Why Earth? The Origin of Water in Our Solar System

The building blocks of water, along with other minerals, have travelled through the universe on tiny specks of space dust since the big bang. What is really interesting though, is how it managed to arrive in life-giving form to our solar system and our planet. There are many speculated theories as to how water arrived on earth, and it may be any combination of theories that resulted in the massive amount of water on earth specifically. As a general belief, earth likely contained some water at its inception that did not show itself for many years due to the hot volcanic surface that took awhile to cool down and allow earths water, whether in steam or at the core, to arrive at the surface. The rest of our water likely arrived from collisions with compounded space dust, either comets or meteorites from the Oort Cloud. However we are not the only planet in our system that has retained water, others have it in different forms and different amounts. What can be agreed upon, is that we as earth-dwellers are in the most uniquely life-giving position in our solar system.

First, we need to understand what water is. Water is made out of three molecules, two hydrogen atoms and one oxygen atom. Asking the origin of these individual minerals may be as difficult as the origin of the universe itself. However it can be inferred that over time floating through space, these individual atoms formed their first covalent bonds and water was created.[1]

There is currently no doubt that much of our solar system’s water is of extraterrestrial origins. It either was here upon our solar systems inception years after the big bang, or it arrives from ancient extraterrestrial sources from our Oort Cloud.

What is An Oort Cloud?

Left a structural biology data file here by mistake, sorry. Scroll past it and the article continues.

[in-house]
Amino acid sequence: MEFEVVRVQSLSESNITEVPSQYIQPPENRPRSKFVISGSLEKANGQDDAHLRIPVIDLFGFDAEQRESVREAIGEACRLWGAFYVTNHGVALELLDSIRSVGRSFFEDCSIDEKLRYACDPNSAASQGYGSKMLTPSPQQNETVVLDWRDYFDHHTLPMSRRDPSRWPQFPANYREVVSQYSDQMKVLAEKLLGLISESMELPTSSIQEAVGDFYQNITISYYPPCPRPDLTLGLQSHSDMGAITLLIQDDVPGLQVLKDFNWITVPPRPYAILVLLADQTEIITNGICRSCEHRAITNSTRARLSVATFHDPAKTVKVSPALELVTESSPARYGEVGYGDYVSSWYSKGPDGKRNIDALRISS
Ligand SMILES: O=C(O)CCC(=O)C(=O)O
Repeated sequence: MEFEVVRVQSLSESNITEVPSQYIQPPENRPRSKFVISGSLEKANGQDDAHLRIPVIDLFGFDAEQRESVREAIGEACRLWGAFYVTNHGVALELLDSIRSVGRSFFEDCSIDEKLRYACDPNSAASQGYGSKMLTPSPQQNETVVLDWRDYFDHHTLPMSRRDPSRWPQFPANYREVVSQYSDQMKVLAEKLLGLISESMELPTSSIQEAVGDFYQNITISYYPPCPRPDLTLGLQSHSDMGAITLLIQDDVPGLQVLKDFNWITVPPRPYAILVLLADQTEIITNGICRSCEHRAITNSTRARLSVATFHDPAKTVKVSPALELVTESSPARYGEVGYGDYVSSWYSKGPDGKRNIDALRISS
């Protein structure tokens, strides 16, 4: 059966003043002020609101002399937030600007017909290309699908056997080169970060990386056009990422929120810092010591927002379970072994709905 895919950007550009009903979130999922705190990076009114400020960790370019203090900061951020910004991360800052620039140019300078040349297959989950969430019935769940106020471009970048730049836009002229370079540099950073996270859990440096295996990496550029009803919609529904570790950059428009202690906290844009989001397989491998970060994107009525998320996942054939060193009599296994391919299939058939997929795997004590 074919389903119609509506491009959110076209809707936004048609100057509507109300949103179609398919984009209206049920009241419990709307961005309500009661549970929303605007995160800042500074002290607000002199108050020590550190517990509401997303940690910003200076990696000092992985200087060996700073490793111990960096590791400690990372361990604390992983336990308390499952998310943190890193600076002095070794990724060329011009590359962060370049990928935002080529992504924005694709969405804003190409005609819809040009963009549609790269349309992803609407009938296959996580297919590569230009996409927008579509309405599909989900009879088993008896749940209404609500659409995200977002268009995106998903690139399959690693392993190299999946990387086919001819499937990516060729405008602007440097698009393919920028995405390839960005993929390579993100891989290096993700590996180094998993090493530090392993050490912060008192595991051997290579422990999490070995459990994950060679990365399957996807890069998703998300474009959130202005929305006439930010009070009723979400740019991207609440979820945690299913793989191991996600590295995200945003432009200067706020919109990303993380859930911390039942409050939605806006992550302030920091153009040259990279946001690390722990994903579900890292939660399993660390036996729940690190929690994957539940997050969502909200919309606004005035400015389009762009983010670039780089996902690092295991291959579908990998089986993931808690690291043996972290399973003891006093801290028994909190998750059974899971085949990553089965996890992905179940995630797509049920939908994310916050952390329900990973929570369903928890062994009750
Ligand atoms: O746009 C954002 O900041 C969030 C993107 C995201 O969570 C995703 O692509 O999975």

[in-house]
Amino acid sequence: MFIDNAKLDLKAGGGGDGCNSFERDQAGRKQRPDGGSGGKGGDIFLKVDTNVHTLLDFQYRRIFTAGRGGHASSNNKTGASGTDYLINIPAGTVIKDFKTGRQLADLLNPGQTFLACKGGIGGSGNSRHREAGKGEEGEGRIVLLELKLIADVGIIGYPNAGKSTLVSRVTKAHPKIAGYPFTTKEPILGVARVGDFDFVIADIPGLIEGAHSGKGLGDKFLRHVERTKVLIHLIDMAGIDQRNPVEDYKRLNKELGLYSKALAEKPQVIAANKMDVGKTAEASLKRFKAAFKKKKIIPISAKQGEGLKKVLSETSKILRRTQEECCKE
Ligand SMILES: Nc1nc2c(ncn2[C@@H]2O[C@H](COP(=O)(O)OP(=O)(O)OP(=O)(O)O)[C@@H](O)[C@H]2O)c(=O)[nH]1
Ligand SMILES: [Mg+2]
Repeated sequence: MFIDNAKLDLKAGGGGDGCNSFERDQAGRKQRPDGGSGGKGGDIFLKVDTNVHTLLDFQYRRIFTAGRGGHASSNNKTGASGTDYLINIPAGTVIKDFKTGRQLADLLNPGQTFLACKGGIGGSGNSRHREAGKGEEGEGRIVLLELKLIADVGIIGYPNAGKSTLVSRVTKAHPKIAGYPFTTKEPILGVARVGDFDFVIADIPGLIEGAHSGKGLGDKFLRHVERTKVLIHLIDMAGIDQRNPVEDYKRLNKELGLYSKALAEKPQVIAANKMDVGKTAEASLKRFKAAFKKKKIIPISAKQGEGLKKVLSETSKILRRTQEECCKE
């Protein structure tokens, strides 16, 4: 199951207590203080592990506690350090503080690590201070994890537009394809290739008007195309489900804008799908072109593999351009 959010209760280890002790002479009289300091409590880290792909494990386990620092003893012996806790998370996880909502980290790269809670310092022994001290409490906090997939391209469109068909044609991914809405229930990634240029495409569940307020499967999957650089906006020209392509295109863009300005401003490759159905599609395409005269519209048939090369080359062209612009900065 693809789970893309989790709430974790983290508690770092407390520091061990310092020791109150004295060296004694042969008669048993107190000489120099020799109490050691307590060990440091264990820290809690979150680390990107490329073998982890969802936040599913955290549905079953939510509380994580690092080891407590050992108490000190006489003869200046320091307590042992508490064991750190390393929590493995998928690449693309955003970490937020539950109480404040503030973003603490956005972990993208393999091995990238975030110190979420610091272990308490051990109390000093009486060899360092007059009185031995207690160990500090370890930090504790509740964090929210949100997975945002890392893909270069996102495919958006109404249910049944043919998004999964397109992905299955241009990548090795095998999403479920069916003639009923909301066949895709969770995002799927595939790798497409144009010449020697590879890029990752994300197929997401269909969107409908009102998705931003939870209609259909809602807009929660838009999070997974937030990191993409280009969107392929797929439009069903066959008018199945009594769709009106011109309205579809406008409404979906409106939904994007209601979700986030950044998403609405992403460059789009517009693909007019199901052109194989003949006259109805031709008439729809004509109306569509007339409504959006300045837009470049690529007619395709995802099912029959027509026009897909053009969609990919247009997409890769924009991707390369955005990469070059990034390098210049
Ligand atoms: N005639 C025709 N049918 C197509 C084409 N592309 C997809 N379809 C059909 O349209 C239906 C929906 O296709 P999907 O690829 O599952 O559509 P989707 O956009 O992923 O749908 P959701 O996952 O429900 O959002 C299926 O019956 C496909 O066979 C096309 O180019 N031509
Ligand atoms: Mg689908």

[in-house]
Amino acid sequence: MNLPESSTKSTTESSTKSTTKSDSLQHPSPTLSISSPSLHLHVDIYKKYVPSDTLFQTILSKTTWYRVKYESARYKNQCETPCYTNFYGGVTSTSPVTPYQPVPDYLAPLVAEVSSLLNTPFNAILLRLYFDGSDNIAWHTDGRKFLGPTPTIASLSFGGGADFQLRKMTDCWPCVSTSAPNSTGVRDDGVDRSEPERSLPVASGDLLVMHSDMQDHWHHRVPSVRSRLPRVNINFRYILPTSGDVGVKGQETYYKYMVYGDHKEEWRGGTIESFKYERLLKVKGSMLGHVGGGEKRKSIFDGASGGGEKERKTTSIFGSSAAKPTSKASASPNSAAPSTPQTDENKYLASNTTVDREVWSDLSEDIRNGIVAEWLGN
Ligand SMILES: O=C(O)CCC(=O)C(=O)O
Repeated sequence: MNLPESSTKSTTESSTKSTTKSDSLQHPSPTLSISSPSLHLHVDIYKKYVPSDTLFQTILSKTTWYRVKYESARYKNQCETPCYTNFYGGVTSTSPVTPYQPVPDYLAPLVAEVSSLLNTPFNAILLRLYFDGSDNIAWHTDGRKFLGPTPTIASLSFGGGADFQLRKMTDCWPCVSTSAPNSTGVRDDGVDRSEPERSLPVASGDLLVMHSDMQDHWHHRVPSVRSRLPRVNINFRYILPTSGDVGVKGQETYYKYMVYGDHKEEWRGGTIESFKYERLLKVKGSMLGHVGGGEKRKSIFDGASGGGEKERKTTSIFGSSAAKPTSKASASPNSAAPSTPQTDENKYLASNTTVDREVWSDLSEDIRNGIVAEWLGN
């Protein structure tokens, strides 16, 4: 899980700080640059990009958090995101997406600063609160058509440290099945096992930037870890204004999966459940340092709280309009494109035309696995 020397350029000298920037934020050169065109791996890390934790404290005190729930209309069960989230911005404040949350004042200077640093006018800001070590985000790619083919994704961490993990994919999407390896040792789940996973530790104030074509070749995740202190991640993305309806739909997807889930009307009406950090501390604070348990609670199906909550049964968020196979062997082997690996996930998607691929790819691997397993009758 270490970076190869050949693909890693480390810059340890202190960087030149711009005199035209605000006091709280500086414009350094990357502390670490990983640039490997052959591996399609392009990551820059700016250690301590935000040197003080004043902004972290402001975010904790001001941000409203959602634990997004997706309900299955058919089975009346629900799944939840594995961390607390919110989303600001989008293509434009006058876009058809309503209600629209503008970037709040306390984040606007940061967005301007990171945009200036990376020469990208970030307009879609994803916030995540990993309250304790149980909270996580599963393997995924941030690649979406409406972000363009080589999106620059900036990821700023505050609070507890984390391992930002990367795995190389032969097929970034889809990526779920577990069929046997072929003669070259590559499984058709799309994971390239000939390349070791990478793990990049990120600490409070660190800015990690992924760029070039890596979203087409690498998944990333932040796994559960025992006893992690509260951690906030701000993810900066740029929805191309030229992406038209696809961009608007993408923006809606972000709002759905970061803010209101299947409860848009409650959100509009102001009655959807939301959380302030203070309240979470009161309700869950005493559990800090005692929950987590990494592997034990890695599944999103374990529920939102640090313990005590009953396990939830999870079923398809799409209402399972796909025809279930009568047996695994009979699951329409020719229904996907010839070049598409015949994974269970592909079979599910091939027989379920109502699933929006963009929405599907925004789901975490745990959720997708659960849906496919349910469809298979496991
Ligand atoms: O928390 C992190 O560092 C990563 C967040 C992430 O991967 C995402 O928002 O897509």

Source – NASA

The Oort Cloud theory surrounds the existence of a giant icy mass containing ancient comets and “space dust”, sitting at the edge of our solar system and occasionally things escape.[2] Named of Jan Oort, its existence is linked to the origin of long-period comets. The introduction of these long-period comets therefore continually provide new minerals to our planets when contact is made.

A common theory is that some of our earth’s water was introduced through collision with comets from the Oort Cloud. However, it would have taken an incredible amount of large-scale collisions containing a lot of water in order to fill the earth’s oceans. It is more likely that the earth already contained some water at its inception. It is believed that for many thousands of years the surface of the earth was a volcanic ball of magma.[3] For water molecules to survive it would have been stored under the surface or as released steam. Only once the earth cooled after thousands of years could this stored water take home on the surface.

Why Earth?

So with all of these water molecules in our system floating around on space dust and making contact through comets, why is it that earth has retained so much? We now know through space exploration with rovers that mars contains water, although frozen. [4] Our habitability likely has to due with our perfect distance from the sun. A simple observation of our solar system shows us as a big blue marble, if we were any closer to the sun we would burn up along with our water. If we were any further (like mars) our water would be frozen. The perfect retention of our water also has to due with the way minerals enter our atmosphere, it creates a happy environment for oxygen-rich minerals to form water.[5]

In Conclusion

All of these variables create a happy coincidence for us as humans, who rely on water to survive. It opens the door of curiosity, if it was possible in our system, why not others? The introduction of water to our planets likely existed at their inception, but also is continually introduced due to the Oort Cloud’s resource. While other planets retain some water in other forms, earth’s amount of water and its ability to retain it makes it incredibly unique. If our water is of extraterrestrial source, it only makes sense that water would exist in liquid form near other stars and allow the possibility for life. This all helps prove that without definite understandings, life happens anyways in an expanding universe.

(Credit- YouTube SciShow Space Contributers, https://www.youtube.com/watch?v=_Y-XUAKTAkE)

[1] Editors of Encyclopedia Britannica: “Covalent Bonds” https://www.britannica.com/science/covalent-bond

[2] L. Shekhtman et all “Oort Cloud”

[3] L. Liu, Earth and Planetary Science, V 227, 179-184 (2004).

[4] Science, V 313, 5792, 1360 (2006).

[5] J, Bradley, Astronomy in Focus, V 11, A29B, 420, (2015)